and we'll governor disowns you-the governor disclaime sive cheerily, I warrant- In the fresh, early you, the governor abbors you; and to your morning, you shall hunt down our game, ulter confusion, here stands the governor to and I will pick you berries - and then, al tell you so. Here stands old Curry, who re night, I'll trim our bed of leares, and lie' me ver ialked to a rogue without telling him what

-Oh! we shall be so happy! he thought of him.
Inkle, Hear me, Yarico. My country men Inkle. Sir Christopher! -Lost and undone

! and yours differ as much in minds as in Med. [Without Holo! Young Multiplicacomplexions. We were not born to live in tion! Zounds! I have been peeping woods and caves-10 seek subsistence by pur-cranny of the house, Why, young Rule ci suing beasts. We Christians, girl

, hunt mo- Three! [Enters from the Inn] Ok, bere ney; a thing unknown to you. - But, here, you are at last-Ah, Sir Christopher! What 'tis money which brings us ease, pleniy, com- are you there! too impatient to wait at home. 'mand, power, every thing; and of course hap- But here's one that will make you easy, piness. You are the bar to my attaining this; fancy.

[Tapping Inkle on the Shoulder.

your life,

down in peace

poor Wowski.

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Sir Chr. How came you to know him?

Enter TRUDGE and Wowski. Med. Ha! ha! Well, that's curious enough Trudge. Come along, Wows! take a long 100. So you have been talking here, without last leave of your poor mistress: throw your finding out each other.

pretty ebony arms about her neck. Sir Chr. No, no; I have found him out Wows. No, no;—she not go; you not leave with a vengeance.

Med. Not you. Why this is the dear boy. [Throwing her arms about Yarico. It's my nephew, that is; your son in law Sir Chr. Poor girl! a companion, I take it! that is to be. Ii's Inkle!

Trudge. A thing of my own, sir. I couldn't Sir Chr. It's a lie: and you're a purblind help following my master's example in the old booby-and this dear boy is a damned woods-Like master, like man, sir. scoundrel.

Sir Chr. But you would not sell her, and Med. Hey-dey, what's the meaning of this? be hang'd to you, you dog, would you? One was mad before, and he has bit the Trudge. Hang me, like a dog, if I would, other, I suppose.

sir. Sir Chr. But here comes the dear boy- Sir Chr. So say 'I, to every fellow that the true boy-the jolly boy, piping hot from breaks an obligation due to the feelings of a church, with my daughter.

man. But, old Medium, what have you to

say for your hopeful nephew? Enter CAMPLEY, NARCISSA, and Patty.

Med. I never speak ill of my friends, sir Med. Campley!

Christopher. Sir Chr. Who? Campley;- it's no such Sir Chr. Pshaw! thing.

Inkle. Then let me speak: hear me defend Camp. That's my name, indeed, Sir Chri- a conductstopher.

Sir Chr. Defend! Zounds! plead guilty, at Sir Chr. The devil it is! And how came once – it's the only hope left of obtaining you, sir, to impose upon me, and assume the mercy: name of Inkle? A name which every man Inkle. Suppose, old gentleman, you had a of honesty, ought to be ashamed of.

son? Camp. I never did, sir. -Since I sailed from Sir Chr. 'Sblood! then I'd make him an England with your daughter, my affection has honest fellow; and teach bim that the feeling daily cncreased: and when I came to explain heart never knows greater pride than when myself to you, by, a number of concurring it's employed in giving succour to the unforcircumstances, which I am now partly ac- tunate. I'd teach him to be his father's own quainted with, you mislook me for that gen- son to a hair. tleman. Yet had I even then been aware of Inkle. Even so my father tutored me: from your mistake, I must confess, the regard for infancy, bending my tender mind, like a young my own happiness would have tempted me sapling, to his will — Interest was the grand to let you remain undeceived.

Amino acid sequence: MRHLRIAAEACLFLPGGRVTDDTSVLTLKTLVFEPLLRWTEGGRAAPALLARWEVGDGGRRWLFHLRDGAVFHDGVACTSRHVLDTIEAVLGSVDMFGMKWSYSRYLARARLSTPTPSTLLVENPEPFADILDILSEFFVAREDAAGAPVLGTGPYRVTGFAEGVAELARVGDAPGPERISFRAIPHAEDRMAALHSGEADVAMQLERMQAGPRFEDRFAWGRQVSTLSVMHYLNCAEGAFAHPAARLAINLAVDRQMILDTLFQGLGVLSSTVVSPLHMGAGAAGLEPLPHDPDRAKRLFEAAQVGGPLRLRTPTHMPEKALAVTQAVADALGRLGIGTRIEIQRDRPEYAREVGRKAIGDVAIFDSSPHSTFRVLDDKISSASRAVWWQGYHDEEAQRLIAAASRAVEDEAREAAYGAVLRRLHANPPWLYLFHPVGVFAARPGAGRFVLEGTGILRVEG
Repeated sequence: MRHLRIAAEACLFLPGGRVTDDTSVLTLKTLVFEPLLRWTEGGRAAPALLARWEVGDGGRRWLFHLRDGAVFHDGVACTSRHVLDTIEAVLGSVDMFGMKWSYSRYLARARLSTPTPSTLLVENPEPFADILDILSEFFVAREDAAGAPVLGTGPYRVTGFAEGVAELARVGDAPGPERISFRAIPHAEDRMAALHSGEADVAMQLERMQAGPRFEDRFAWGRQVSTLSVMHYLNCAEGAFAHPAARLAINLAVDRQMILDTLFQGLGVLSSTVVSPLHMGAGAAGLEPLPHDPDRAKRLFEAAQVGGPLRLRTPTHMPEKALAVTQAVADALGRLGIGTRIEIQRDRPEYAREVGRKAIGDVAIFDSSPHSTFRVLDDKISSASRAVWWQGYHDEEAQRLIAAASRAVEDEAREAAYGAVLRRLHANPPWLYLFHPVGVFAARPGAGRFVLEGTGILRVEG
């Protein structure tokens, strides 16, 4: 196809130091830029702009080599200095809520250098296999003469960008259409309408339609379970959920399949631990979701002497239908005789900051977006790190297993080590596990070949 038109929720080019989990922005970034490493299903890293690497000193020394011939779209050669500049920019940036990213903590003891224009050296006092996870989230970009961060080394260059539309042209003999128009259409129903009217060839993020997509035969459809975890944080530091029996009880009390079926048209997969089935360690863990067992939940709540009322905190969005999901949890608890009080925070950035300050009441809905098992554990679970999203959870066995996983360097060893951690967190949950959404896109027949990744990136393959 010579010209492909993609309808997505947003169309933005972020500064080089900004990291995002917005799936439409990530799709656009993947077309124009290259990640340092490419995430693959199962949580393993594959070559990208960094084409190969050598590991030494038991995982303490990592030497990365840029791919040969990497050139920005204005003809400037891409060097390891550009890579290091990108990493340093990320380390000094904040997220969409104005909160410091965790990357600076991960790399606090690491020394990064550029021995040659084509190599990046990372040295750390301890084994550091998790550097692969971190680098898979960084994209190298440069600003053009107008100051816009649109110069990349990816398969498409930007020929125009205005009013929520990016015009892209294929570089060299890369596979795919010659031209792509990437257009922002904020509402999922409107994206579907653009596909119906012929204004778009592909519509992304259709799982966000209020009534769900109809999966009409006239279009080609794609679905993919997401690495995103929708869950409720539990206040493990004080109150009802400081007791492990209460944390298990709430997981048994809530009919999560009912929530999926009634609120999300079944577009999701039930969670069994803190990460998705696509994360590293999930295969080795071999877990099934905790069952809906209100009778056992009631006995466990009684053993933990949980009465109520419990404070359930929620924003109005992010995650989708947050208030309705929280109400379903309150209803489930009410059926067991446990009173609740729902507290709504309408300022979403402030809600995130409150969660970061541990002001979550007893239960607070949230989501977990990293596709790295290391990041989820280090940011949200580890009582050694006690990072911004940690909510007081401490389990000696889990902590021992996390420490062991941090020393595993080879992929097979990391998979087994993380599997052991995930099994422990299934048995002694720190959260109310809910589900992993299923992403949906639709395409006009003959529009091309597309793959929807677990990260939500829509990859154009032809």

prop round which he !wined my pliant green Sir Chr. And did you, Narcissa, join in- affections: taught me in child-hood to repeat Nar. How could I, my dear sir, disobey old sayings - all tending to his own fixed

principles, and the first sentence that I ever Patly. Lord, your bonour, what young la- lisped, was charity begins at home. dy could refuse a captain?

Sir Chr. I shall never like a proverb again, Camp. I am a soldier, sir Christopher. Love as long as I live. and War is the soldier's molto; though my Inkle. As I grew up, he'd prove—and by income is trilling to your intended son-in- example-were | in want, I might even starve, law's, still the chance of war has enabled me for what the world cared for their neighto support the object of my love above indi- bours; why then should I care for the world! gence. Her fortune, sir Christopher, I do not men now lived for themselves. These were consider myself by any means entitled to. bis doctrines : then, sir, what would you say,

Sir Chr.' 'Sblood! but you must though. should I, in spite of habit, precept, education, Give me your hand, my young Mars, and ny into my faiber's face, and spurn bis counbless you both together, - Thank you, thank cils ? you for cheating an old fellow into giving Sir Chr. Say! why, that you were a damnhis daughter to a lad of spirit

, when he was ed honest, undutiful' fellow. O curse such going to throw her away upon one, in whose principles ! principles, which destroy all conbreast the mean passion of avarice smothers lidence between man and man- - Principles, the smallest spark of affection, or humanity. which none but a rogue could instil, and Inkle. Confusion!

none but a rogue could imbibe.--I'rinciplesNar, I have this nioment heard a story of Inkle. Which I renounce. a transaction in the forest, which, I own, Sir Chr. Eh! would have rendered compliance with your Inkle. Renounce entirely. Ill-founded preFormer commands very disagreeable. cept too long has steeled my breast-but still

Patty. Yes, sir, I told sny mistress be had 'tis vulnerable—this trial was too much-Nabrought over a bofty-pot gentlewoman. ture; against habit combating within me, has

Sir Chr. Yes, but he would have left her penetrated to my heart; a heart, I own, loog or you; [To Narcissa] and you for his in- callous to the feelings of sensibility: but now erest; and sold you, perhaps, as he has this it bleeds — and bleeds for my, poor Yarico. oor girl, to me, as a requital for preserving Oh, let me clasp her to it, while 'tis glowing, is life.

and mingle tears of love and penitence. Nar. How!

· [Embracing her.

you?